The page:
I had the most horrible pregnancy with morning sickness until 22 weeks, food poisoning at 6 weeks, chicken pox at 10 weeks, and back-pain so bad I couldn't even walk or get out of bed some days. I also suffered terribly from oedema or swelling. The swelling affected my legs and hands but also my face and my breathing. Out of all the things that went wrong in my pregnancy, it was the swelling that made it hell.

I'm a nurse and intended to work up to 37 weeks, but as my pregnancy progressed and I struggled to keep up with everything, I decided to finish work at 35 weeks. I even had to buy a new pair of shoes a size bigger than normal for work – my feet were enormous! As I plodded along though, I could not wait to finish work – little did I know...

On the day my son was born, I went to work as normal. I couldn't even talk properly, my lips were so swollen, but I actually felt good. My colleagues though told me otherwise, and I was even stopped in the hospital corridors to be told I looked "terrible". Just after morning tea, I waddled my way (in my new size 10 shoes) to the birthing unit of the hospital where I work. I asked them to check me out because despite my obstetrician's continual reassurance that "swelling in pregnancy is normal" I knew this surely was not normal. The midwife tested my blood pressure and my urine, and they were all normal albeit borderline. She put me on the monitor while waiting for the registrar, and totally exhausted, I took the opportunity for a nap.

After 20 mins, the midwife came in to update me on the comings and goings of the doctors and to check the monitor trace of the baby. When she bellowed out a swear word and ran off with the tracing, I knew there was a problem. My son's heart rate had dropped to 80 beats per minute for about 30 seconds - a sign of fetal distress. The fact that they had found something wrong initiated two very distinct emotions in me, and neither one of them was fear. One was a sense of satisfaction in knowing that I was right – I KNEW there was something wrong! The other was the sheer sense of RELIEF. Something was going to be done to help me and my baby. Perhaps some medication and closer monitoring was all I needed? And I really hoped they would tell me I could finish work early! I had a scan which showed a further problem and was sent back to the birthing unit to wait for the verdict. I was told: "We need to send you to Liverpool Hospital. You need to be there ASAP." When I asked what will they do there, what I heard next was like a bolt of lightning: "They're going to deliver your baby. Today." Despite the shock of being told you're going to be a parent 10 weeks earlier than planned, I was still unafraid. My professional experience took over, and I knew at 30 weeks, my little boy would be OK. I knew in my soul that it would all be fine. In fact, some thought I was not coping at all because I was so cheerful! But I really was so relieved. The blunt reality was that my son was slowly dying inside me and it was time for him to come out.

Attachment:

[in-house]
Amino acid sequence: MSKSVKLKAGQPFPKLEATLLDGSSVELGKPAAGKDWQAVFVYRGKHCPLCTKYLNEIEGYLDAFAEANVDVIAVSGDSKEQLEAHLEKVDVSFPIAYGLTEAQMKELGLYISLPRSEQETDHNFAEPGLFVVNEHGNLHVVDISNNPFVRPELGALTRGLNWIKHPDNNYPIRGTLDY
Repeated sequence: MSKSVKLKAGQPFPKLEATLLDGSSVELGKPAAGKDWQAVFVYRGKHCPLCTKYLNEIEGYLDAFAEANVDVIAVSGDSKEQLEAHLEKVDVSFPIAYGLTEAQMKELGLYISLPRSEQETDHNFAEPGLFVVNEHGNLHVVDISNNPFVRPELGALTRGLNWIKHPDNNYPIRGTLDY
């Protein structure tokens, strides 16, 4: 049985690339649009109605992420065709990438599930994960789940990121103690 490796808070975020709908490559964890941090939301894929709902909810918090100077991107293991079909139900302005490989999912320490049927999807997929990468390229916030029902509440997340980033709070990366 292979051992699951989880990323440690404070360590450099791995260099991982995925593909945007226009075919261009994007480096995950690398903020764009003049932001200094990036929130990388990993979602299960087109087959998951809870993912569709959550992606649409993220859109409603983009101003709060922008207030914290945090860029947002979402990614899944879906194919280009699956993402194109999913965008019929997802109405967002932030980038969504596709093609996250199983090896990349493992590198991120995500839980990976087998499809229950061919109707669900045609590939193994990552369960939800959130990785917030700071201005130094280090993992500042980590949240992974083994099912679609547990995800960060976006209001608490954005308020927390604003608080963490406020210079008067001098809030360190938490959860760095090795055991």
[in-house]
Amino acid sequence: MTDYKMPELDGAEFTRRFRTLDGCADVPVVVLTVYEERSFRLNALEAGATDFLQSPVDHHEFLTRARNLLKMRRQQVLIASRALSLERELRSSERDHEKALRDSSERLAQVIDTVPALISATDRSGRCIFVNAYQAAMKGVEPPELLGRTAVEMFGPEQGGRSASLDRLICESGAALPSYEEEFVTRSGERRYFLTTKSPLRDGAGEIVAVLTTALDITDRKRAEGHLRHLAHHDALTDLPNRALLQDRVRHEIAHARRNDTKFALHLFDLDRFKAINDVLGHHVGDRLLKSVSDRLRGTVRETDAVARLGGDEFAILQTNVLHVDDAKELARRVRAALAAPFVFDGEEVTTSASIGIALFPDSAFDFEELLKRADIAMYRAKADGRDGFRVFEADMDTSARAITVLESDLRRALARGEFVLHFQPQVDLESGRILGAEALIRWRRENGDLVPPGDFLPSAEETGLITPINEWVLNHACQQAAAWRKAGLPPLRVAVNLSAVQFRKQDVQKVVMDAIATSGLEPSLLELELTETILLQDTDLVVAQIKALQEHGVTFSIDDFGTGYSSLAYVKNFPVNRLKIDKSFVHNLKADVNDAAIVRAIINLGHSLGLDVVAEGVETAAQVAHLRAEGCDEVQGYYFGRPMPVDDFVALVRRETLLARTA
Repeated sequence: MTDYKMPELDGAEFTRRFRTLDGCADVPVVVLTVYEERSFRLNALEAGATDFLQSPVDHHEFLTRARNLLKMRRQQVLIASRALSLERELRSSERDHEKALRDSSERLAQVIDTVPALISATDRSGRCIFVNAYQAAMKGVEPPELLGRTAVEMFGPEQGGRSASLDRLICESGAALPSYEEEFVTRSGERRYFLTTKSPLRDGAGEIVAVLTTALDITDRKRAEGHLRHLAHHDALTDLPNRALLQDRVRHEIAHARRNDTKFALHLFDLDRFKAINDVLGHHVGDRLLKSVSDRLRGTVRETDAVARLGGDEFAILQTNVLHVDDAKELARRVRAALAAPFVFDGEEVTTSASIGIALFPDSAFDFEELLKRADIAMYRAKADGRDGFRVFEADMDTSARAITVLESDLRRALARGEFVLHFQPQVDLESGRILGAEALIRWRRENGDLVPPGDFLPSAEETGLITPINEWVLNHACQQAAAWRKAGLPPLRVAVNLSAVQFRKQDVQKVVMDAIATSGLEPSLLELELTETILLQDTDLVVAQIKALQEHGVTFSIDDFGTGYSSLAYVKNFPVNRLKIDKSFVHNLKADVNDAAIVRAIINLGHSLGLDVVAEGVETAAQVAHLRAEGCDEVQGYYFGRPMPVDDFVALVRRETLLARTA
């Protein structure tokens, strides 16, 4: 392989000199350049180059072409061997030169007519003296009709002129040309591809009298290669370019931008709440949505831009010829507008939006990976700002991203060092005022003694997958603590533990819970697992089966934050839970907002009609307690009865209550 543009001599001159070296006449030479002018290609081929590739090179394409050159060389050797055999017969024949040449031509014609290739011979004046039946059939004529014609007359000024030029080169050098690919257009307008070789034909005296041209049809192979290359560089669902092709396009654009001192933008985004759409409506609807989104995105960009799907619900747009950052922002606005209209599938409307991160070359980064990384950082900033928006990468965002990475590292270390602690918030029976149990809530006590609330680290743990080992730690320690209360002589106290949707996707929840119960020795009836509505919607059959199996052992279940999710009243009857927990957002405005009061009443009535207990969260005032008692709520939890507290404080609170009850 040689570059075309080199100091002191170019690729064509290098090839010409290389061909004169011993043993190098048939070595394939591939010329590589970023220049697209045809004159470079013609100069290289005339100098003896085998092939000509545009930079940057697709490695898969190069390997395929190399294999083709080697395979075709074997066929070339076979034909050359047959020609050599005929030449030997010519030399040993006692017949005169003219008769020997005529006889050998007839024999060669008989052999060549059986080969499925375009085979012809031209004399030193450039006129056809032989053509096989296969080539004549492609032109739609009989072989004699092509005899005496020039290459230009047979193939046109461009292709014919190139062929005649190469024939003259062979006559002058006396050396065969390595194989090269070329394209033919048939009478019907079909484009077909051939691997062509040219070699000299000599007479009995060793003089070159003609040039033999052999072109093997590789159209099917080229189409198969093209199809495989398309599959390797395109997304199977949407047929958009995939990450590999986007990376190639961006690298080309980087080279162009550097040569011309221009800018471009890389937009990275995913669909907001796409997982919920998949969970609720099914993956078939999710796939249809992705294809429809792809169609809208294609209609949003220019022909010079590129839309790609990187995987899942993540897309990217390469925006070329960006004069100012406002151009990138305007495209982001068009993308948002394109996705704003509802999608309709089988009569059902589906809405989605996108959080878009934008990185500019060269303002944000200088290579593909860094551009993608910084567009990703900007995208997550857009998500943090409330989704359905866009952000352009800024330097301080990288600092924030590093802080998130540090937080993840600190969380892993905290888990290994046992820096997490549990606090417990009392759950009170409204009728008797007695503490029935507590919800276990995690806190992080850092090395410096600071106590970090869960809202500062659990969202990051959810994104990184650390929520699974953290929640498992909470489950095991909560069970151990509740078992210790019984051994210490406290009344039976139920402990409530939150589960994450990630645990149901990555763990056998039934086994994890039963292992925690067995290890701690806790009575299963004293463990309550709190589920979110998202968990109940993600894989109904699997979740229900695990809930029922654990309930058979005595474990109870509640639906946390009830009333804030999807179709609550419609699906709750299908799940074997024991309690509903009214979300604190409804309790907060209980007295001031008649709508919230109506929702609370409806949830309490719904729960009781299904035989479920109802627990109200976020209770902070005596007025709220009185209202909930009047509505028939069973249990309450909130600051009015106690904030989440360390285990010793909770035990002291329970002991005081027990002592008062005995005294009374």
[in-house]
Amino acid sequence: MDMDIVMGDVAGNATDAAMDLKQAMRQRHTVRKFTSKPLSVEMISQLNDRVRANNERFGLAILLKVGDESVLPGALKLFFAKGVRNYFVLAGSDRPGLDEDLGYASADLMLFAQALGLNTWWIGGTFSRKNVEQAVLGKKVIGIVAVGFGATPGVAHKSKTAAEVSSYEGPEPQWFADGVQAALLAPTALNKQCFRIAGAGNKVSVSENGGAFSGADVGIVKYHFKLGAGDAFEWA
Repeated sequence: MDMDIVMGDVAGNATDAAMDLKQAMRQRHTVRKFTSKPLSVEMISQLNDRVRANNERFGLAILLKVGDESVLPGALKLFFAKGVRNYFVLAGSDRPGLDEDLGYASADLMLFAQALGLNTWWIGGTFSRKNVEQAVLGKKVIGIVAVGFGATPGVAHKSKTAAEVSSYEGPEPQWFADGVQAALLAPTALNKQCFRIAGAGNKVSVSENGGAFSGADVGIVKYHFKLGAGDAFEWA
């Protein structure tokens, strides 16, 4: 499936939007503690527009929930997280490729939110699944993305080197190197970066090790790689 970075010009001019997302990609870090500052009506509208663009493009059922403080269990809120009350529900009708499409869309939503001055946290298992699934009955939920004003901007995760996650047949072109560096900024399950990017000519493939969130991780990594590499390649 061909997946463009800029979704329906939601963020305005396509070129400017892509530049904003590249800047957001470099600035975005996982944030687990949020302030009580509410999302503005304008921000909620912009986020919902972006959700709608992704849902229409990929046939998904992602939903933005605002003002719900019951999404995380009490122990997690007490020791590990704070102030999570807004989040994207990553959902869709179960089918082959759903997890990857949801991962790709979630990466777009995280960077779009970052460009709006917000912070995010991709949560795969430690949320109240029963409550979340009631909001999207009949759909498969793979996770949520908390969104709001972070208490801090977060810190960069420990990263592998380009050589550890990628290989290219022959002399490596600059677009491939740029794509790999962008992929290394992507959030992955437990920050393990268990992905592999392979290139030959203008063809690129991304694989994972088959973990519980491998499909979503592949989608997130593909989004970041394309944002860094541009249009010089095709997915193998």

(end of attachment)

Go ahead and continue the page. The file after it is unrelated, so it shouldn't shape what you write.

I found the experience of having a Caesarean surreal. It was to be a general anaesthetic, but they could not administer the drugs until I was fully prepped and on the table ready to go. This is to reduce the length of time the baby is exposed to the anaesthetic. As a nurse with some experience in operating theatres, I could hear the nurses counting instruments and sponges, I could hear the anaesthetist discuss the drug dosages and I could feel the cold of the betadine as they sterilized my skin. I knew what was coming and now I was scared!